How CPF came about
The CPF was introduced at the time when most employees in Singapore, except those working in the civil service or in some of the larger companies, were not provided with any form of retirement benefits from their employers. As a result, these workers had to depend on their personal savings or on their children after retirement, which reduced their post-retirement financial security. In January 1951, the Singapore Progressive Party completed a draft bill proposing the establishment of a Central Provident Fund to ensure retirement benefits for workers. The bill was tabled in the Legislative Council on 22 May 1951 before being sent to a Colony Select Committee and finally introduced formally on 1 July 1955, even before the independence of Singapore.
The CPF Rules
The Minimum Sum Scheme (MSS) was introduced in January 1987 to help CPF members set aside sufficient savings to support a basic standard of living during retirement. When the scheme was first started, members were required to set aside a sum of $30,000 in their Retirement Account when they turned 55 years old. By 2014, the minimum sum has increased to $155,000. This minimum sum is meant to be drawn out monthly when the CPF member reaches its retirement age (or drawn down age, which is different for each cohort as it gets revised each time).
Whether or not CPF members has any money left to withdraw at the age of 55 for their “retirement”, it is expected that the CPF member continues to work until the drawn down age. At that time, the minimum sum plus interests will be returned to the member in monthly pay-outs or to its nominated beneficiaries in the case of death anytime from 55 years old onwards.
The CPF Life is an revision of the original Minimum Sum Scheme. Its objective is to provide annuity pay-outs after the retirement age (drawn down age) until the death of the CPF member. It acheives this by creating an annuity premium scheme from the existing retirement account in the minimum sum scheme.
According to latest available CPF published statistics, the number of CPF members who were able to meet the minimum sum had been falling from about 57% in 1996 to lowest 36% in 2008 before climbing up again to 45% by 2011. This number is expected to grow as the later cohorts have better education and jobs. However, there is no need to meet the minimum sum (i.e. it can also be call the maximum-confiscate-sum scheme), and whatever amount locked in the Retirement Account (RA) will still be eventually returned to the CPF member from drawn down age onwards. The story painted by the statistics only serves to show that most Singaporeans from the past did not have enough income to build their retirement nests to maintain the living demands calculated by the government.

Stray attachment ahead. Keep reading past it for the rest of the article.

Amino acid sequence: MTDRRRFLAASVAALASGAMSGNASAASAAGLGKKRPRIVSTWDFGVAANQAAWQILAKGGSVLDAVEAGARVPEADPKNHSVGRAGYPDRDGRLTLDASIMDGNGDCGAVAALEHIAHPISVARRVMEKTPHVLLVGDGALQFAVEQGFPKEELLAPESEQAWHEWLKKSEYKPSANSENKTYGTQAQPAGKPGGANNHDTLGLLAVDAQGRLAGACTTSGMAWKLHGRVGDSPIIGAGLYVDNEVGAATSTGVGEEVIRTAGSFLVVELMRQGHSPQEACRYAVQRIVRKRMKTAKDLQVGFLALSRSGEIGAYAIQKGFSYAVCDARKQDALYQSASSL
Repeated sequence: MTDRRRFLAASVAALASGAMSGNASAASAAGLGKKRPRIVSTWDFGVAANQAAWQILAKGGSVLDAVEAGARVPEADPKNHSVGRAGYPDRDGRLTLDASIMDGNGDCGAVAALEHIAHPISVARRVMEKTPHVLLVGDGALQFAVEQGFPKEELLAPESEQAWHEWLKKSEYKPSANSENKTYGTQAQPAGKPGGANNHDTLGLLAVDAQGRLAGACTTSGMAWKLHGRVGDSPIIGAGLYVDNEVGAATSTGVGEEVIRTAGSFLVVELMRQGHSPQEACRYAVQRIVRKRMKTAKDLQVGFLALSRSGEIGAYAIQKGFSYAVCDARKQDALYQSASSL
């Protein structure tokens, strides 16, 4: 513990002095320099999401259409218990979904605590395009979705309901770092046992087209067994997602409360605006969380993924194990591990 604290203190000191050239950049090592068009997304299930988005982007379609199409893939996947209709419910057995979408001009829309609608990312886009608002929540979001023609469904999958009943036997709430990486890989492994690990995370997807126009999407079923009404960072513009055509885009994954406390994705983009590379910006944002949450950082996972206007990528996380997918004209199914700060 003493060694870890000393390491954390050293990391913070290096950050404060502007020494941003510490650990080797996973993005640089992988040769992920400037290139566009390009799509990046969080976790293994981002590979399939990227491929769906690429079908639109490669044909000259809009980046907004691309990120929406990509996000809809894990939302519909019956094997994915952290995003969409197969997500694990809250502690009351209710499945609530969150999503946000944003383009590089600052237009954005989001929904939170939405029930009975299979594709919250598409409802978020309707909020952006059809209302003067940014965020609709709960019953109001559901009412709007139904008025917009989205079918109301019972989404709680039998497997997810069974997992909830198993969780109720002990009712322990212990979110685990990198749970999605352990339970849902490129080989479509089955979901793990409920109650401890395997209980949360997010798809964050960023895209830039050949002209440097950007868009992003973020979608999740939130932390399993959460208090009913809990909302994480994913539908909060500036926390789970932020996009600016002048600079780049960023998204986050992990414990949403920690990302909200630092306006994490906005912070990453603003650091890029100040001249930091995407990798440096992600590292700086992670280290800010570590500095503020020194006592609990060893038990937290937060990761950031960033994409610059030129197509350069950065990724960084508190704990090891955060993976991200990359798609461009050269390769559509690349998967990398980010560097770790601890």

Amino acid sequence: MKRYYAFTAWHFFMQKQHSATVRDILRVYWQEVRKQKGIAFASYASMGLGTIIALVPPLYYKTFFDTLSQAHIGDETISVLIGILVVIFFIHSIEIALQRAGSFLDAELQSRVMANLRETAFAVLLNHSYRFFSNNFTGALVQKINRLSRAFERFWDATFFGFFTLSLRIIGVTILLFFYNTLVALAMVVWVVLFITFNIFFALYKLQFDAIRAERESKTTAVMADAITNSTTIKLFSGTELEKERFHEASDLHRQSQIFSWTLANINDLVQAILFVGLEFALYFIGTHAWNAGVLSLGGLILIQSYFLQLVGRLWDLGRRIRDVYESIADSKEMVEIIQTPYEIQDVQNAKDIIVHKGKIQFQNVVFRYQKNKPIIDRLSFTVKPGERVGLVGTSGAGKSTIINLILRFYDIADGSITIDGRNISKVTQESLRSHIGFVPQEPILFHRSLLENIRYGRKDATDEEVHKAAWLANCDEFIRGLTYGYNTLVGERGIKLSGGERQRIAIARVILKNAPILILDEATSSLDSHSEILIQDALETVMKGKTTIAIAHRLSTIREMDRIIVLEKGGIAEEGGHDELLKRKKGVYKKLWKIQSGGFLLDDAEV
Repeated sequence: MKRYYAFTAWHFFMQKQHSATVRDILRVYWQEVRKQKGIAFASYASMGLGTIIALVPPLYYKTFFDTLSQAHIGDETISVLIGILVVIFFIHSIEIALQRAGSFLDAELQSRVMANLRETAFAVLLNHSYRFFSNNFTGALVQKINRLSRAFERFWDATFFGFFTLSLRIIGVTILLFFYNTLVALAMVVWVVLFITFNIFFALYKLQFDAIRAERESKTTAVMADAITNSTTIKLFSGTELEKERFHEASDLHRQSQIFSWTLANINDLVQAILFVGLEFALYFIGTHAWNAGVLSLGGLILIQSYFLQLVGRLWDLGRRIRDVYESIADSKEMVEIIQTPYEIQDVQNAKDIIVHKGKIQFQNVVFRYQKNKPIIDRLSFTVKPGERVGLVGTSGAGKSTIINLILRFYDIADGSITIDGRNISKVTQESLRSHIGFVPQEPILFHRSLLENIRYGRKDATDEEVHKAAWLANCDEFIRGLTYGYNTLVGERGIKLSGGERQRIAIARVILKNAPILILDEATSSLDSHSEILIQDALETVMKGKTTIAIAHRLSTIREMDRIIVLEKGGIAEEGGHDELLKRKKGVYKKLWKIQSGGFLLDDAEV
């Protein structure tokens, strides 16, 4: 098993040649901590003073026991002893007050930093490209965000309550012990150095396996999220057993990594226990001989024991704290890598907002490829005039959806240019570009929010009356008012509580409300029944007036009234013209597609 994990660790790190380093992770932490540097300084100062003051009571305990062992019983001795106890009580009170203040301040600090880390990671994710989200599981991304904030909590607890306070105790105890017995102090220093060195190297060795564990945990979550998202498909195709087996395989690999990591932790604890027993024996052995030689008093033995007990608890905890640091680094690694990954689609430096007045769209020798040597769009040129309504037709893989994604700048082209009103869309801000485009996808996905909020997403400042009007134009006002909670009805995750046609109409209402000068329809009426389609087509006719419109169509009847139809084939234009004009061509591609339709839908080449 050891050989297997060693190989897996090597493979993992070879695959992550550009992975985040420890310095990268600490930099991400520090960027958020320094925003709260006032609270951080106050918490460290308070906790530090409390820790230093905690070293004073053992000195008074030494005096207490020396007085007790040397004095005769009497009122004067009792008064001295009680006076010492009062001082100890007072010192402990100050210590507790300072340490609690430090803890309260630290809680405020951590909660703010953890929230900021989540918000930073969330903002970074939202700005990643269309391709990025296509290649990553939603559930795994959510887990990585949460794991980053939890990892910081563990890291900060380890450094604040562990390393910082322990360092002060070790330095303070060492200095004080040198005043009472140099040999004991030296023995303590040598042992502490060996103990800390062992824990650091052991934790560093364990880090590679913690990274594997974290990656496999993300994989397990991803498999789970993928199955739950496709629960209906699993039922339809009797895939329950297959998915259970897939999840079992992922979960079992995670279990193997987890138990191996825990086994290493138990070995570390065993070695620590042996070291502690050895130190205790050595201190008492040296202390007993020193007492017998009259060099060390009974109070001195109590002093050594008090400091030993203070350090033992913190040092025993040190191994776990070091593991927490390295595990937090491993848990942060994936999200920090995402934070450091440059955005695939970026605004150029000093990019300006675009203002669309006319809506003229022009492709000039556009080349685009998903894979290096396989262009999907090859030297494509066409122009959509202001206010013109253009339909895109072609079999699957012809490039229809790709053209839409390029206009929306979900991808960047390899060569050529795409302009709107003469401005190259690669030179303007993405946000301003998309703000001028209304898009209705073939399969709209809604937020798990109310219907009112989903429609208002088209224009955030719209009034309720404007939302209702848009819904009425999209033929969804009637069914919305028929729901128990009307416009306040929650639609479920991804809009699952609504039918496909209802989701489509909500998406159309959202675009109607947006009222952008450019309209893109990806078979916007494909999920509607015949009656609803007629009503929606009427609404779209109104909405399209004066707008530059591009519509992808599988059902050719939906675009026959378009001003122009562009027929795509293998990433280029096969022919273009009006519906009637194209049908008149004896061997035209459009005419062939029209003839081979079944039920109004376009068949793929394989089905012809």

Analysis of Returns
According to the CPF Life Calculator, for a Retirement Account of $155,000, CPF pays an average of $1,171.50 monthly or $14,058 annually until the member dies. This means that:
- If this amount of $155,000 was fully drawn out at 55 and kept under the pillow, it will last slightly more than 11 years, until age 66.
- If there was no Retirement Account and it continues to live in Ordinary Account at 2.5%, then the monthly withdrawal of $1,171.50 will last slightly more than 14 years from age 55 until age 69.
- If we keep the money in Ordinary Account at 2.5% and let it grow between age 55 to 65, it will then last 17 years from age 65 onwards until 82.
For a Retirement Account of $40,000 at age 55 (the amount that will force you to join CPF Life automatically), CPF pays an average of $377 monthly or $4,525 annually. This means that:
- If $40,000 was fully drawn out at 55, it will last at most 9 years.
- If it lives in Ordinary Account at 2.5% and disciplined enough to withdraw only $377 monthly, it will last at most 10 years until age 65.
- If it lives in Ordinary Account until age 65 before it is withdrawn, it will last 13 years until age 78.
It appears that the poorer you are (in CPF at least), the more you benefit from the scheme assuming that you cannot get a 2.5% rate of return anywhere else with the same peace of mind. However, what happens to the pledged property when you die, I have no idea as of now.
Comparing other Countries
International studies such as OECD’s Pensions at a Glance and Mercer’s Melbourne Mercer Global Pension Index provide a good basis for international comparisons of pension systems. However, these studies tend to use a standardised methodology across countries to maintain comparability, and are hence unable to fully take into account some of each country’s unique characteristics.
Here are some situations where one can become unhappy with the CPF policies. Knowing these beforehand will not change the world, but it may prepare you for the moment so that you can be less agitated.